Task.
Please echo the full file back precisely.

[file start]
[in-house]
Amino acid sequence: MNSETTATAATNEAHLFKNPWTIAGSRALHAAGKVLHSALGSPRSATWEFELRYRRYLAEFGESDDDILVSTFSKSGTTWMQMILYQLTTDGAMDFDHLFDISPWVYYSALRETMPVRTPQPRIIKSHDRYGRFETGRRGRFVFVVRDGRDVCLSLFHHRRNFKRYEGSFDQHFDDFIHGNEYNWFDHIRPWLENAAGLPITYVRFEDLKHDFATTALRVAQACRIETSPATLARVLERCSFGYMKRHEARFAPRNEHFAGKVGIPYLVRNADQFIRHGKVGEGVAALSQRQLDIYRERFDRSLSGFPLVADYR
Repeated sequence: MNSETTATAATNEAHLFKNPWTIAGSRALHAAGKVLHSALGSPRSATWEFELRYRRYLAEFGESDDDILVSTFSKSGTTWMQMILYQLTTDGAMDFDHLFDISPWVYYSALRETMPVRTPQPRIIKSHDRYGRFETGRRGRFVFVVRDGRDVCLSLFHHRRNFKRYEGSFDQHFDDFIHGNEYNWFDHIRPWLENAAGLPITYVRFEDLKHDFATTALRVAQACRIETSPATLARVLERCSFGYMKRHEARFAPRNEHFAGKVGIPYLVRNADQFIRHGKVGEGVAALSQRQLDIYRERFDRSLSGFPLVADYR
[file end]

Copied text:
[in-house]
Amino acid sequence: MNSETTATAATNEAHLFKNPWTIAGSRALHAAGKVLHSALGSPRSATWEFELRYRRYLAEFGESDDDILVSTFSKSGTTWMQMILYQLTTDGAMDFDHLFDISPWVYYSALRETMPVRTPQPRIIKSHDRYGRFETGRRGRFVFVVRDGRDVCLSLFHHRRNFKRYEGSFDQHFDDFIHGNEYNWFDHIRPWLENAAGLPITYVRFEDLKHDFATTALRVAQACRIETSPATLARVLERCSFGYMKRHEARFAPRNEHFAGKVGIPYLVRNADQFIRHGKVGEGVAALSQRQLDIYRERFDRSLSGFPLVADYR
Repeated sequence: MNSETTATAATNEAHLFKNPWTIAGSRALHAAGKVLHSALGSPRSATWEFELRYRRYLAEFGESDDDILVSTFSKSGTTWMQMILYQLTTDGAMDFDHLFDISPWVYYSALRETMPVRTPQPRIIKSHDRYGRFETGRRGRFVFVVRDGRDVCLSLFHHRRNFKRYEGSFDQHFDDFIHGNEYNWFDHIRPWLENAAGLPITYVRFEDLKHDFATTALRVAQACRIETSPATLARVLERCSFGYMKRHEARFAPRNEHFAGKVGIPYLVRNADQFIRHGKVGEGVAALSQRQLDIYRERFDRSLSGFPLVADYR